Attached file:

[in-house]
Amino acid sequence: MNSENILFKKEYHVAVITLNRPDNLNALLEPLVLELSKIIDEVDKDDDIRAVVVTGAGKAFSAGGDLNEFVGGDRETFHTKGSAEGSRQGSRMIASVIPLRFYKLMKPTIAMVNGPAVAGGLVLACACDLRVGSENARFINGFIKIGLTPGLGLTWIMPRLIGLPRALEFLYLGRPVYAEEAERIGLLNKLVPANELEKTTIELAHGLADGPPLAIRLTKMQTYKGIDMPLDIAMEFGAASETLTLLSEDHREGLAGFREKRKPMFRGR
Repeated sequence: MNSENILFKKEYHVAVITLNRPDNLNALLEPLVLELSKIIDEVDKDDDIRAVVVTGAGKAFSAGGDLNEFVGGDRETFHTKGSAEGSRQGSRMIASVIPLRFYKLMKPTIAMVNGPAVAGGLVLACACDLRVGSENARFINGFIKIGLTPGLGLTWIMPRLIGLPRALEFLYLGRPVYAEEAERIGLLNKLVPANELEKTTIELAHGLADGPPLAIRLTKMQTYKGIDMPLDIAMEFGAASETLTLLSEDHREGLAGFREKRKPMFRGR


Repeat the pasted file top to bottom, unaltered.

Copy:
[in-house]
Amino acid sequence: MNSENILFKKEYHVAVITLNRPDNLNALLEPLVLELSKIIDEVDKDDDIRAVVVTGAGKAFSAGGDLNEFVGGDRETFHTKGSAEGSRQGSRMIASVIPLRFYKLMKPTIAMVNGPAVAGGLVLACACDLRVGSENARFINGFIKIGLTPGLGLTWIMPRLIGLPRALEFLYLGRPVYAEEAERIGLLNKLVPANELEKTTIELAHGLADGPPLAIRLTKMQTYKGIDMPLDIAMEFGAASETLTLLSEDHREGLAGFREKRKPMFRGR
Repeated sequence: MNSENILFKKEYHVAVITLNRPDNLNALLEPLVLELSKIIDEVDKDDDIRAVVVTGAGKAFSAGGDLNEFVGGDRETFHTKGSAEGSRQGSRMIASVIPLRFYKLMKPTIAMVNGPAVAGGLVLACACDLRVGSENARFINGFIKIGLTPGLGLTWIMPRLIGLPRALEFLYLGRPVYAEEAERIGLLNKLVPANELEKTTIELAHGLADGPPLAIRLTKMQTYKGIDMPLDIAMEFGAASETLTLLSEDHREGLAGFREKRKPMFRGR